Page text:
One of the truths we have to live with is that we may wind up alone because of death, divorce, or desertion. We have to prepare for it. If you can't prepare for it within the marriage, how will you face it if it should crop up? And if you live as a nobody, where will you be?

Every woman has a responsibility to make herself economically and emotionally independent before she chooses a mate or she will be a "child bride" for the rest of her life. One reason she will not grow is that she has relinquished all her options and let her husband direct her life. But the more you do for yourself, the more you become a "somebody" for yourself and other people. As you become autonomous, you can give up being a nobody -- inside or outside of marriage. When you experience autonomy, you can invite people into your life because they're not going to be a threat to you. You never have to worry that you'll become permanently attached to a man as if you were a living appendage...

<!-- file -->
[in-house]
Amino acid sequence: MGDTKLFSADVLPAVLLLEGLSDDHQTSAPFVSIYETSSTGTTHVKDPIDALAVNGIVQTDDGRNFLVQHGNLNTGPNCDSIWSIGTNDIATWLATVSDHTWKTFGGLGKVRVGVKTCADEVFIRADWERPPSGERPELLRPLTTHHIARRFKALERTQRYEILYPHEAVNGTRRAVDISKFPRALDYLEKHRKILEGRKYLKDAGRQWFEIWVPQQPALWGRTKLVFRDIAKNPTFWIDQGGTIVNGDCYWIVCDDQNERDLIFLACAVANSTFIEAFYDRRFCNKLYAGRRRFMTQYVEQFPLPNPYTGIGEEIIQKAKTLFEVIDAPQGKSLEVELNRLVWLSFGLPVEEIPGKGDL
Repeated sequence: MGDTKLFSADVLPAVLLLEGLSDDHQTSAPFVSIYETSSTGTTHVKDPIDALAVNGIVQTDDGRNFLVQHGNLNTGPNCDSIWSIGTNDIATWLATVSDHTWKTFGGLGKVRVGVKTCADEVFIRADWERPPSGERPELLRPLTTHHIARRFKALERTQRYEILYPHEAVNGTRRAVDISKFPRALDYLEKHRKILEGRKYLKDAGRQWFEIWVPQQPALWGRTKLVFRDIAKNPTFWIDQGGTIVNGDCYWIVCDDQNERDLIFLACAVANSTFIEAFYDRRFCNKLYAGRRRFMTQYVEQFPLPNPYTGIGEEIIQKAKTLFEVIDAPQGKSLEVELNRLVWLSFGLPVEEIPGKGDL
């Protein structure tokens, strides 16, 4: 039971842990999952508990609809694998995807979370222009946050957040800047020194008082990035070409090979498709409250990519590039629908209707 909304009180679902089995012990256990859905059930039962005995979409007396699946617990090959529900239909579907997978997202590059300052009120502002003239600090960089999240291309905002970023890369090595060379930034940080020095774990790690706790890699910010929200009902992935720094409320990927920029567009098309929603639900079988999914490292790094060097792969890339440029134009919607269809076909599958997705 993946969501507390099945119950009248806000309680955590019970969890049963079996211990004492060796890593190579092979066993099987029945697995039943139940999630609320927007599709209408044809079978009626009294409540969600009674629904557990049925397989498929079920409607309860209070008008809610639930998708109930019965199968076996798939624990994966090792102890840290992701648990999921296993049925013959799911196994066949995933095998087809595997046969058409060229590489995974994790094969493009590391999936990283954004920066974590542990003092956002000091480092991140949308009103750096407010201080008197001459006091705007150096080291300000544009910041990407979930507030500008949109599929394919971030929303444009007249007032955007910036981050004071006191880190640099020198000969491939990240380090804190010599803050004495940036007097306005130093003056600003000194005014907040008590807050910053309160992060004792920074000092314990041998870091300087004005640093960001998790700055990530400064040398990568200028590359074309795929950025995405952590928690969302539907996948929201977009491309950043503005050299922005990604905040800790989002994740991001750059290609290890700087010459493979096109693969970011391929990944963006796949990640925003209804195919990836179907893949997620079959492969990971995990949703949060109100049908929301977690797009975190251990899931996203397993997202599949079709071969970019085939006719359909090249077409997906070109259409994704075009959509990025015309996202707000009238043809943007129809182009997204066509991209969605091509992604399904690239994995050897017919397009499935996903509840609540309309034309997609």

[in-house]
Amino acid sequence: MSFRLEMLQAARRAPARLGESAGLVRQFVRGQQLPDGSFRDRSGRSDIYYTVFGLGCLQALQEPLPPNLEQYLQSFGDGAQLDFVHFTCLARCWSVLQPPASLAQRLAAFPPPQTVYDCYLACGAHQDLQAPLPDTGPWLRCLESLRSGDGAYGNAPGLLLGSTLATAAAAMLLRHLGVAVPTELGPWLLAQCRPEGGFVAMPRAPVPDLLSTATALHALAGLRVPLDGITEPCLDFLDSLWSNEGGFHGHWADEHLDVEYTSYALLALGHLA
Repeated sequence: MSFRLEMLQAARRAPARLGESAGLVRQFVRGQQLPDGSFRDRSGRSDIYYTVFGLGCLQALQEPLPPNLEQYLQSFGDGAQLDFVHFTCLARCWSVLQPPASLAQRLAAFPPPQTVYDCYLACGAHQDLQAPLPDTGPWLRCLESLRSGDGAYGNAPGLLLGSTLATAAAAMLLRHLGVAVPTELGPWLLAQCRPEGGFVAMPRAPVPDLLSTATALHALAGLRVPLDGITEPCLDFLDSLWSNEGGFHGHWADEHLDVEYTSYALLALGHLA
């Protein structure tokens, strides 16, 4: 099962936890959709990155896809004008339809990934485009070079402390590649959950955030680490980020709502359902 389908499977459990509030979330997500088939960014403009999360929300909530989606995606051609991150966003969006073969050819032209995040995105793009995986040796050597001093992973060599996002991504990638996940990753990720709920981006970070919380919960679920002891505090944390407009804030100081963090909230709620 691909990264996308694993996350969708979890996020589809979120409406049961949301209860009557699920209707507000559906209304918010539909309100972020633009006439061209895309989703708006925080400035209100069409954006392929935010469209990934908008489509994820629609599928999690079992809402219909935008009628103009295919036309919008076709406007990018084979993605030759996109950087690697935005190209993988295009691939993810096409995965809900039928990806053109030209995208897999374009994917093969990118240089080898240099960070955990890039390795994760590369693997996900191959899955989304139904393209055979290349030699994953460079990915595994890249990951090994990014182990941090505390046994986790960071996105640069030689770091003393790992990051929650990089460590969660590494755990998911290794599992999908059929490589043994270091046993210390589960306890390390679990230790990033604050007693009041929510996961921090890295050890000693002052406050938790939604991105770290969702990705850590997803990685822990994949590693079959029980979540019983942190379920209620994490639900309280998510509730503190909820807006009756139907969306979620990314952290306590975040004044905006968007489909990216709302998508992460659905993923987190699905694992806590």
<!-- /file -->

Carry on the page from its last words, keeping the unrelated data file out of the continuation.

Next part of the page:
...What do you want from marriage? To share your life with someone you care about deeply, or to be taken care of like a child? To develop common goals with someone you respect, or to marry the man you believe will reach goals for you? To develop as an adult within an intimate relationship, or to remain a child who must still fo llow someone else's rules and be judged by someone else's standards? Look and the process and content of marriage, not the longevity. You can be married for twenty-five years and still be miserable, lonely, alienated...

... The wisest move you can make is to start to become an individual. And you don't even have to deal with issues of the past; these only complicate matters. History is written and you can't undo it, but you can attempt to change for tomorrow by making a small effort.

You don't need to assume the role of a nobody so that HE can be somebody...

2 comments:

Ian said...

Hey Cheryl !

Connie Banack said...

~hugs~ I hope you are doing well Cheryl, we haven't talked in too long. Thank you so much for your "From Nobody to Somebody" post as it hits home only too well. I can completely relate to not only this but your other posts and my thoughts and prayers are with you as we take this single motherhood journey together.